At the beginning of Brexit negotiations the transition period was allowed to be extended by 12 or 24 months, if both sides agreed to it. 1 of July 2020 was set as a deadline for extending the transition.
However, the British government has refused to extend the transition period beyond December 31, 2020. This promise was made to the British voters who voted for the Conservative Party and cannot be broken, the Prime Minister Mr. Johnson stated. According to the officials, the extension may lead to serious uncertainty for businesses and citizens.
That means the European Union and the UK will have to set a deal in the next six months to avoid a “No-deal” scenario. The EU and UK shared plans “to intensify the talks in July and to create the most conducive conditions for concluding and ratifying a deal before the end of 2020”.
The main question about Brexit that arises now: “Will COVID-19 crisis slow the Brexit process down?”. And the official decision made by British government so far is to stick with the current timetable and to end the transition by December 2020.
Under the terms of the current deal, Britain can request a one-time extension of the transition period for one or two years. It can be extended, if both parties agree on such a move by the end of June. But as Cabinet Office minister Michael Gove claimed on May, 4, “Were we to perpetuate our membership of the European Union-lite through the transition period, we would end up spending more taxpayers’ money – which can be spent on the NHS – we would have to accept new EU rules which might constrain our ability to fight Covid-19 and deal with other crises, and we would be unfortunately and unfairly trespassing on the EU’s need to concentrate on other vital priorities.” According to the British government, the extension would require the UK to continue following EU rules at a time when it “needs flexibility” to deal with the crisis. And it would also prolong business uncertainty in the time when the economy is in need of confident moves.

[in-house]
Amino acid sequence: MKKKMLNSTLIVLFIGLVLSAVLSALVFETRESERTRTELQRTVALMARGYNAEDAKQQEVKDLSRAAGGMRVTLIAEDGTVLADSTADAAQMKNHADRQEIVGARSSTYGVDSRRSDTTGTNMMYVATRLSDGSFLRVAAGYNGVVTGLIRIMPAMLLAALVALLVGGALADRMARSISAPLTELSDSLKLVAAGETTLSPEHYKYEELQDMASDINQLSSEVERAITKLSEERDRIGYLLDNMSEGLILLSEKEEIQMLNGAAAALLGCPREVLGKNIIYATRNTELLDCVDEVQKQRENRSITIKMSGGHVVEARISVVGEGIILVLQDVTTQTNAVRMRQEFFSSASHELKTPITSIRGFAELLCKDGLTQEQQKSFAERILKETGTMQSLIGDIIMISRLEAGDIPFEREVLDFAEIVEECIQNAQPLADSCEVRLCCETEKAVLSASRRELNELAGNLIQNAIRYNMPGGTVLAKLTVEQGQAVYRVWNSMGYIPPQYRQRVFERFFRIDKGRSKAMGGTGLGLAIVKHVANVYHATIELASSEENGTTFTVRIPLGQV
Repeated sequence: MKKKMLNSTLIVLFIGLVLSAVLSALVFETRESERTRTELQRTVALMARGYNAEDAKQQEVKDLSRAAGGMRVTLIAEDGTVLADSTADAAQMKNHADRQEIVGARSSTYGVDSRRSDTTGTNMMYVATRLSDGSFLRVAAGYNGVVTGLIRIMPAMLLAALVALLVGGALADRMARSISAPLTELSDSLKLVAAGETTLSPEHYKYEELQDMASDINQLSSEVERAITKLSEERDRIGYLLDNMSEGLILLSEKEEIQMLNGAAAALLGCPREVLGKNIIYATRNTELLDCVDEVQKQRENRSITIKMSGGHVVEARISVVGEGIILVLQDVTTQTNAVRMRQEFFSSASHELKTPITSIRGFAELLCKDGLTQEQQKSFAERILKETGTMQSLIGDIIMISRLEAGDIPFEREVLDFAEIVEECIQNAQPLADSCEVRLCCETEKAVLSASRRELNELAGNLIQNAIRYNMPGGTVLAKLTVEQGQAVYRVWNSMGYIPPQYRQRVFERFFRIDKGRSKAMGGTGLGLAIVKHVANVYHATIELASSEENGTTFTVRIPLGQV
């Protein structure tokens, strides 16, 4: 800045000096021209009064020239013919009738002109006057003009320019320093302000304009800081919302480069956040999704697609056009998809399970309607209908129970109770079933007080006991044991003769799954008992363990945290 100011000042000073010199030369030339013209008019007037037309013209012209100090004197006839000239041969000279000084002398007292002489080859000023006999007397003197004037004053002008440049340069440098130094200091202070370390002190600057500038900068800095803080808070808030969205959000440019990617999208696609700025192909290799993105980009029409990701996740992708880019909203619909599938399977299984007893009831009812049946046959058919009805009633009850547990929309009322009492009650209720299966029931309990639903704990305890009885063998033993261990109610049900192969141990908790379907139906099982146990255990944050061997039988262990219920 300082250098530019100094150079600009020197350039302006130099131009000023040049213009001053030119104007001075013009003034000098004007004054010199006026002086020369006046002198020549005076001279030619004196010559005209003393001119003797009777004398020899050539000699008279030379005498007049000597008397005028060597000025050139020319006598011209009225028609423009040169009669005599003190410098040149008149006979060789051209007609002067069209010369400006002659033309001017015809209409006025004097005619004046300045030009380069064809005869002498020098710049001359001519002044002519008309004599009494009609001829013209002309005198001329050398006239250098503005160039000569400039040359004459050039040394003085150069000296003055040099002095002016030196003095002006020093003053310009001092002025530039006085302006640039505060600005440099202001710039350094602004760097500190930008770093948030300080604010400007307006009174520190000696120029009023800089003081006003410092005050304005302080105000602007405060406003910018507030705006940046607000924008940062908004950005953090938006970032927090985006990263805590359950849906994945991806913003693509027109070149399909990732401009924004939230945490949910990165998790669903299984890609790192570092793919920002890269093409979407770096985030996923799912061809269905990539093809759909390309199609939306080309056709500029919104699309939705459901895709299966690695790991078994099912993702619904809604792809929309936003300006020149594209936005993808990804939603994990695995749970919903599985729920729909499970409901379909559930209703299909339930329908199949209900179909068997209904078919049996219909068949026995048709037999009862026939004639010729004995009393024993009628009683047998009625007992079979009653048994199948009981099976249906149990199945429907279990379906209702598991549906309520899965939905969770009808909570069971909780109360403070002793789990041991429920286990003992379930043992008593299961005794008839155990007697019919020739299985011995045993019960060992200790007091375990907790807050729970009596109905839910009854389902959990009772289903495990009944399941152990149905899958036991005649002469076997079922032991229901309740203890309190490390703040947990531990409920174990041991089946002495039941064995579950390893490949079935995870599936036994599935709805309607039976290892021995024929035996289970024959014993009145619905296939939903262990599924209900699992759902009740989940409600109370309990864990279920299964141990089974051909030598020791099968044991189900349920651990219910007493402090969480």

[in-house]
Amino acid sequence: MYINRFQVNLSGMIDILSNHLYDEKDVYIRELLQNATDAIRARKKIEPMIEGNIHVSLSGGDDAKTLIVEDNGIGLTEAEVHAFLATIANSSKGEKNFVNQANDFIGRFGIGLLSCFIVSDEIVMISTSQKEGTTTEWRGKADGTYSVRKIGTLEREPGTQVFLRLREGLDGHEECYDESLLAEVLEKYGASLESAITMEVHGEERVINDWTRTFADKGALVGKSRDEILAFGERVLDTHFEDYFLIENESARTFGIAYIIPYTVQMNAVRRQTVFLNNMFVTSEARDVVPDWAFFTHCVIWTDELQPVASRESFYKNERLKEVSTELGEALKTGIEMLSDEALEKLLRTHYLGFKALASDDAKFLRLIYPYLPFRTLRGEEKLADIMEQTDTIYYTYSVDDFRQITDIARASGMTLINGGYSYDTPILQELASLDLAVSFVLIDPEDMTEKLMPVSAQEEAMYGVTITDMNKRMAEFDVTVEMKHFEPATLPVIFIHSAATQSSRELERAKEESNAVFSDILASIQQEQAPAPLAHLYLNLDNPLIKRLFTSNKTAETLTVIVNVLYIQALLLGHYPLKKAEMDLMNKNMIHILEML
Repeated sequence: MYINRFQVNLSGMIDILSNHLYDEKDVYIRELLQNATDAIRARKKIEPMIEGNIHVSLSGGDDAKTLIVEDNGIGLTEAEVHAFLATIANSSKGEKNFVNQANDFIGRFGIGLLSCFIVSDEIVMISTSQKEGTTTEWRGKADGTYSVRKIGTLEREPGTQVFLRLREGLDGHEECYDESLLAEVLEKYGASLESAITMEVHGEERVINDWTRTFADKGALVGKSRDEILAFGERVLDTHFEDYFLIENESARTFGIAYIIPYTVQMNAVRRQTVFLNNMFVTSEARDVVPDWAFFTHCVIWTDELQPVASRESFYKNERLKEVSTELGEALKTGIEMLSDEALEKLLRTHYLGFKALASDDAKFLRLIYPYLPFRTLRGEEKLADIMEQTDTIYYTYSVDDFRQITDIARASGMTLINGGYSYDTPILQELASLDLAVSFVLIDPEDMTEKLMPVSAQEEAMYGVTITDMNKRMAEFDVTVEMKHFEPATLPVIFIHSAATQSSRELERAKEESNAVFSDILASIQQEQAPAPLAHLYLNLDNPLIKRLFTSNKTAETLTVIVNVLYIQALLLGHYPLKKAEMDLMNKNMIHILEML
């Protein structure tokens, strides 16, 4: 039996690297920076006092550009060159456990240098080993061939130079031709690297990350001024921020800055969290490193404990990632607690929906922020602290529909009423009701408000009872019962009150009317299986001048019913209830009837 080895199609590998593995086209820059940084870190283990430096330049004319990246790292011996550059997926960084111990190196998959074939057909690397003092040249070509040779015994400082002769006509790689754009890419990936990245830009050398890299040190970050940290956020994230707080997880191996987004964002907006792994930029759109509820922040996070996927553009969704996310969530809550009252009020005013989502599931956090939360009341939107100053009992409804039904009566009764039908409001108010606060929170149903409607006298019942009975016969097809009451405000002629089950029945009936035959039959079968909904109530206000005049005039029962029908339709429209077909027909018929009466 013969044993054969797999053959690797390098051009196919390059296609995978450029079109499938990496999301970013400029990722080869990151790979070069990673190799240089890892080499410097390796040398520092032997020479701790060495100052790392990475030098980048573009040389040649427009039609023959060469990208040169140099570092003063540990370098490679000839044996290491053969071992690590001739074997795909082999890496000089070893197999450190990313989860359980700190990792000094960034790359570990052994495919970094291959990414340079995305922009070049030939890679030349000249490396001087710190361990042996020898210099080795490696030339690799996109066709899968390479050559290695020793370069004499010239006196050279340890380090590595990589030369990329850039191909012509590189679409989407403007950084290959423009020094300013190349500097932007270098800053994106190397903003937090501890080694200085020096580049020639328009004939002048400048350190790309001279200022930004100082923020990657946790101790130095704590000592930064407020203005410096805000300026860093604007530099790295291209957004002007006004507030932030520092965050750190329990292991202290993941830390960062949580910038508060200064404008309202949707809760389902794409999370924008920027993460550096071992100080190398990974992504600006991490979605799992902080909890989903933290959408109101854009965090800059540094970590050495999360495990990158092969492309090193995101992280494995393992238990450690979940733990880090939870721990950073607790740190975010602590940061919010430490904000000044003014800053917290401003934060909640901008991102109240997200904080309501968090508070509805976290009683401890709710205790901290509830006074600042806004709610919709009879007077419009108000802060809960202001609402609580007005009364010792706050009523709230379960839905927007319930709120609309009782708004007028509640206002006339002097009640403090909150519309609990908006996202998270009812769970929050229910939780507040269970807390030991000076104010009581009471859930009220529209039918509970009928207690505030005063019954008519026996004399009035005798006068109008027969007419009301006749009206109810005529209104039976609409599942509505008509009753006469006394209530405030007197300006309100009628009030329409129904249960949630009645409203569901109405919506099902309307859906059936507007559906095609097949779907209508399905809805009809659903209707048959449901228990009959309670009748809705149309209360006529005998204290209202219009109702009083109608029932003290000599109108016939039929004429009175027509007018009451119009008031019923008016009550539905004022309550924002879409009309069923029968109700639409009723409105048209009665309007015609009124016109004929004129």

Meanwhile, anti-Brexit parties doubt that by January the UK will really get ready to implement a new immigration and trade system and all border arrangements. As Britain is among the countries worst hit by Covid-19, its lockdown will probably be extended, meaning the part of the economy will be left shackled.
Despite the critical pandemic situation, Britain and the United States now begin trade negotiations. More than 100 participants in the US-British talks will take part in a video conference on May, 5, the purpose of which is the agreement on trade relations between the United States and Britain after the transition period.
It is expected that the first round of trade negotiations will last about two weeks and will cover issues of trade in goods and services, digital services, as well as investment and support for small businesses.
In Britain many conservative parties consider the potential free trade agreement with the United States one of the main advantages of leaving the EU.
What do you think, would it be worth extending the transition period now? Let us know in the comments!